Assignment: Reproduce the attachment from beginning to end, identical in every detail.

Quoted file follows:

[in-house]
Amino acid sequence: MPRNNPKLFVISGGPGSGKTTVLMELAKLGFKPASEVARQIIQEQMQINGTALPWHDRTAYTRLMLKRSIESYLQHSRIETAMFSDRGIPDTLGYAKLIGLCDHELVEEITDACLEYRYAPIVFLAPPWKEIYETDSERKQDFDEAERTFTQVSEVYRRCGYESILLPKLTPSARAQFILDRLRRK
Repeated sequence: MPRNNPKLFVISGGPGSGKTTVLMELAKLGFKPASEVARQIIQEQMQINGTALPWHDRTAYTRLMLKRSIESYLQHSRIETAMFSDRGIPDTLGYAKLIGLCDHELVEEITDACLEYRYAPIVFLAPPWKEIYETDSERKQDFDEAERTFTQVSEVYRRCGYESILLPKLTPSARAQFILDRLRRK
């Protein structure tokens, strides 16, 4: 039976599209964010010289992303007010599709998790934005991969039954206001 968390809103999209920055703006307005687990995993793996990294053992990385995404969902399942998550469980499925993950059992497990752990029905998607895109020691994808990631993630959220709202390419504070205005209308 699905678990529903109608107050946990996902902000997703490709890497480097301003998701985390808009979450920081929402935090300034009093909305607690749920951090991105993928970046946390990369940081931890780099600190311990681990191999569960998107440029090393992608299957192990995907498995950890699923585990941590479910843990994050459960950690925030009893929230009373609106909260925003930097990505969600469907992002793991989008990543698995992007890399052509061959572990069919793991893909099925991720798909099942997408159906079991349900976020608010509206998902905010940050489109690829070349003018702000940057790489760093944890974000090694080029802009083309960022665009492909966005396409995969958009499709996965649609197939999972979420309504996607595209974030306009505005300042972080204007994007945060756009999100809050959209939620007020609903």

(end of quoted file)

[in-house]
Amino acid sequence: MPRNNPKLFVISGGPGSGKTTVLMELAKLGFKPASEVARQIIQEQMQINGTALPWHDRTAYTRLMLKRSIESYLQHSRIETAMFSDRGIPDTLGYAKLIGLCDHELVEEITDACLEYRYAPIVFLAPPWKEIYETDSERKQDFDEAERTFTQVSEVYRRCGYESILLPKLTPSARAQFILDRLRRK
Repeated sequence: MPRNNPKLFVISGGPGSGKTTVLMELAKLGFKPASEVARQIIQEQMQINGTALPWHDRTAYTRLMLKRSIESYLQHSRIETAMFSDRGIPDTLGYAKLIGLCDHELVEEITDACLEYRYAPIVFLAPPWKEIYETDSERKQDFDEAERTFTQVSEVYRRCGYESILLPKLTPSARAQFILDRLRRK
């Protein structure tokens, strides 16, 4: 039976599209964010010289992303007010599709998790934005991969039954206001 968390809103999209920055703006307005687990995993793996990294053992990385995404969902399942998550469980499925993950059992497990752990029905998607895109020691994808990631993630959220709202390419504070205005209308 699905678990529903109608107050946990996902902000997703490709890497480097301003998701985390808009979450920081929402935090300034009093909305607690749920951090991105993928970046946390990369940081931890780099600190311990681990191999569960998107440029090393992608299957192990995907498995950890699923585990941590479910843990994050459960950690925030009893929230009373609106909260925003930097990505969600469907992002793991989008990543698995992007890399052509061959572990069919793991893909099925991720798909099942997408159906079991349900976020608010509206998902905010940050489109690829070349003018702000940057790489760093944890974000090694080029802009083309960022665009492909966005396409995969958009499709996965649609197939999972979420309504996607595209974030306009505005300042972080204007994007945060756009999100809050959209939620007020609903």